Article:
We don’t have to deal with EPBD, we get to deal with EPBD

With negotiations on the Energy Performance of Buildings Directive (EPBD) starting back after the summer break, we want to make sure our legislators understand why they should go all in with this legislation. Ahead of EU elections in 2024, a timely and ambitious deal on EPBD would show voters how EU policymakers can have a positive impact on their lives!

Decarbonising our building stock is no easy feat, we can agree on that. There are many issues to solve and it’s important that the burden on consumers is not disproportionate. But renovating our buildings to make them green and efficient will have to be done anyway, and the sooner the better. Buildings account for 40% of our energy use and for an enormous 36% share of Europe’s GHG emissions, meaning that decarbonising this sector is an essential step towards the achievement of our climate target.

While zeroing in on the regulatory approach to set this into motion can be seen as a bit of a political conundrum, it should be clear that the benefits of acting with ambition and immediacy are tremendous. Beyond our climate targets, buildings have a significant impact on European citizens and on our economy.

The Russian invasion and ensuing energy crisis have shown how dependent we are from energy imports and how exposed we are to the volatility of their price on international markets. Buildings can easily be powered with homegrown energy, even energy generated by or on buildings themselves. They can also support energy systems to make them more efficient. Every building that is renovated to become more energy efficient contributes to lowering that 40% share of energy use, and thus boosts our energy security and sovereignty. Our economy will in turn benefit from much lower energy imports, not to mention the tremendous potential for local job creation!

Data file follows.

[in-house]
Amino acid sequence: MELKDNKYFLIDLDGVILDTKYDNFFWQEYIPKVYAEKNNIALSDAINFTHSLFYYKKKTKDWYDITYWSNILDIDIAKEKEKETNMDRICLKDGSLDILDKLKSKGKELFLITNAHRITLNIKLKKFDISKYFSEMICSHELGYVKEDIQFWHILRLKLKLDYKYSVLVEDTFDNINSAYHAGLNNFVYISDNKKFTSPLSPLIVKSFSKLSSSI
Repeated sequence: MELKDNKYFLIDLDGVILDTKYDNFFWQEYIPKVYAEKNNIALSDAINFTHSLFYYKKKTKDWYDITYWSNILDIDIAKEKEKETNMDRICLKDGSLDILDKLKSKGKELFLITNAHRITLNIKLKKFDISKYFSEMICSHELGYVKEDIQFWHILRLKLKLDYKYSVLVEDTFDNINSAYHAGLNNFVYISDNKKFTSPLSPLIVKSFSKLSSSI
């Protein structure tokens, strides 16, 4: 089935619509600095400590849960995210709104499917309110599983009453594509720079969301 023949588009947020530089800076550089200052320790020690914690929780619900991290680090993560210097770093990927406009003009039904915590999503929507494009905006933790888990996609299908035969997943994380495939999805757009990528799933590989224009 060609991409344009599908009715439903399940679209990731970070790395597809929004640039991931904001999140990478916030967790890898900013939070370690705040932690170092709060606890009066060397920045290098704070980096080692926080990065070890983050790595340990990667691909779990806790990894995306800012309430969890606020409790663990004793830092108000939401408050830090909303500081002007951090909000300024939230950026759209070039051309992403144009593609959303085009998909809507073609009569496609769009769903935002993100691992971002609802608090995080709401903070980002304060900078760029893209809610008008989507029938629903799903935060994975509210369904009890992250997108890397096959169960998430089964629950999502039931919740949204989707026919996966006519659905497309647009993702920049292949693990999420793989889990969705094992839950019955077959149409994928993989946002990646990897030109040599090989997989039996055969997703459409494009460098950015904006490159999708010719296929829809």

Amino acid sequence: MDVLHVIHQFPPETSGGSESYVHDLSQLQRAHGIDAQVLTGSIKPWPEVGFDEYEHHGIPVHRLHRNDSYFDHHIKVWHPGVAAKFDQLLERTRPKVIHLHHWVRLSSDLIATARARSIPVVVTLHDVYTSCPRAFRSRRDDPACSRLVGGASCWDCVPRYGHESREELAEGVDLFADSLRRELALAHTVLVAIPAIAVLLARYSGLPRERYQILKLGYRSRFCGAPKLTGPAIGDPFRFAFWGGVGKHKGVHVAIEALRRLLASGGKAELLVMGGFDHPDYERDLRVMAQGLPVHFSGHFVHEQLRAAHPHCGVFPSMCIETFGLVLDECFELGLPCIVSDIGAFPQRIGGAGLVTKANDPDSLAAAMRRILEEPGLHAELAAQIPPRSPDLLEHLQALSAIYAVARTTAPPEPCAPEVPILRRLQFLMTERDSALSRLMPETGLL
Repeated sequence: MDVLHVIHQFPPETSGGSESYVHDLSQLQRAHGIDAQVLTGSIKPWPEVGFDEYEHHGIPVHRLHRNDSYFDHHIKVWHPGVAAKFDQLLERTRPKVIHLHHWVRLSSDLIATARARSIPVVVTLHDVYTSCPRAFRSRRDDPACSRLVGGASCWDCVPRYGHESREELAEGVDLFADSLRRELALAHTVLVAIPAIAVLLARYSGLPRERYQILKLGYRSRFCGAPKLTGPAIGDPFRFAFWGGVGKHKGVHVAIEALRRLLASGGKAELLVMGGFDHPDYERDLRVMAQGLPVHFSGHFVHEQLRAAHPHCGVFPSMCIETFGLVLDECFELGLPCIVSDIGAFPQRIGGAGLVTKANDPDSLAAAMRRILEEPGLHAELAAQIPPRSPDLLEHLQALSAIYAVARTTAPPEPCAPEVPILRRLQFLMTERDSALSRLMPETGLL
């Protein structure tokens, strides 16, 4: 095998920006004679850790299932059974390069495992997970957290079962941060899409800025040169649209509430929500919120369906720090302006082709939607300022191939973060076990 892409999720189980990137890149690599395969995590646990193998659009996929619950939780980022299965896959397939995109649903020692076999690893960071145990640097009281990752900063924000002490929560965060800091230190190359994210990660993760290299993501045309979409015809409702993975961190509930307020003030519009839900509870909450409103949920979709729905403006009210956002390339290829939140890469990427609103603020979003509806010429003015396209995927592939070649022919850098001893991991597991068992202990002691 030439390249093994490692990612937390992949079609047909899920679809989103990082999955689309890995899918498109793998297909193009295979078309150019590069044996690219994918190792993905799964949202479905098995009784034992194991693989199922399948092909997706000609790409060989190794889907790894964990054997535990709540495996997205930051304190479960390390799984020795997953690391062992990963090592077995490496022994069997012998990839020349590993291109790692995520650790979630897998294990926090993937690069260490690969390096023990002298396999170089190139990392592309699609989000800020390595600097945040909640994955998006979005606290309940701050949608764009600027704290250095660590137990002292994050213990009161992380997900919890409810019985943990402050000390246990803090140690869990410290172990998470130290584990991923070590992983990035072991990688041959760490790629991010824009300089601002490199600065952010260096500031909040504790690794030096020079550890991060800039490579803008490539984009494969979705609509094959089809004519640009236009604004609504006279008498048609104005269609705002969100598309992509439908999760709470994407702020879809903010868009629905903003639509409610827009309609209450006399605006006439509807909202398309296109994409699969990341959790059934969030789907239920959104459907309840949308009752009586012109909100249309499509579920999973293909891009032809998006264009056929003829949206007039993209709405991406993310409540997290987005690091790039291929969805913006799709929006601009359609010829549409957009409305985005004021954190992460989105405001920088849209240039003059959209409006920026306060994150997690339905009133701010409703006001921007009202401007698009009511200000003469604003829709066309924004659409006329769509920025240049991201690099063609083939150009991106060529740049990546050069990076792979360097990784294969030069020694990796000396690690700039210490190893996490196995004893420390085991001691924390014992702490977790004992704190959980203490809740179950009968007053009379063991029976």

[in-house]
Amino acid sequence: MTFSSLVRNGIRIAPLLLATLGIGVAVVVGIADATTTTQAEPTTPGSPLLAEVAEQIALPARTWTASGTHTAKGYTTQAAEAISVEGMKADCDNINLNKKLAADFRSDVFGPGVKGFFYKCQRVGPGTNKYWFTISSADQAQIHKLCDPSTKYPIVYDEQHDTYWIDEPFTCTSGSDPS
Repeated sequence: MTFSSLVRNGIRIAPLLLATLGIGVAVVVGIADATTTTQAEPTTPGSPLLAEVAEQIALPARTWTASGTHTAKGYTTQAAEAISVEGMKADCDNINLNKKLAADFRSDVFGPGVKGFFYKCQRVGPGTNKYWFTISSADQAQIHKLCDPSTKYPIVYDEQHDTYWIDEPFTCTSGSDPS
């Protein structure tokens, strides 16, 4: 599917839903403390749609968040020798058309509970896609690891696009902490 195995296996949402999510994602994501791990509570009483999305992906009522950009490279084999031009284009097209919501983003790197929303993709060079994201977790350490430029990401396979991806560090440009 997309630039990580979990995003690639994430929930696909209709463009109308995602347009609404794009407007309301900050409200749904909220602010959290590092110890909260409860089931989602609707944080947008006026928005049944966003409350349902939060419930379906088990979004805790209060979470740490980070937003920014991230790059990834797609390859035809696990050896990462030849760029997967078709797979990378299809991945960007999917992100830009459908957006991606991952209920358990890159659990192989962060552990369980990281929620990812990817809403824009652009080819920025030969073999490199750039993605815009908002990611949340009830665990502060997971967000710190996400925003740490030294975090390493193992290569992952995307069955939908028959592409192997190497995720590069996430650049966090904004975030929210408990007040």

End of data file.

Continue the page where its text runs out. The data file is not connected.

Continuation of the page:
For citizens, reducing energy use mainly means lower energy bills, which again have come under the spotlight in 2022. Just think of how better off we would have been if the relief packages made available by Member States to mitigate the energy crisis’ impact on household (and sometimes industry) energy bills had been used earlier to renovate these same buildings!

But it’s also in buildings where we spend most of our time, whether it’s at our workplace or at home. Especially after the Covid pandemic, we all learned to value the quality of our indoor environment. This can mean healthier air quality, better ventilation, higher connectivity or less noise pollution. Not to forget that efficient buildings are as good for energy bills as for our comfort in cold winters or hot summers!

Finally, buildings are also key to address the energy used for transportation. With electric vehicles soon becoming the norm, consumers will want to charge their cars while parked as it will be more convenient and much cheaper.

And all of these benefits are really what the revised EPBD is about. This is why our policymakers working on this should not see this as a hassle, but, with elections coming up, policymakers should rather make sure they have a deal on this as soon as possible to show their constituents they have worked to bring them the most benefits they could find!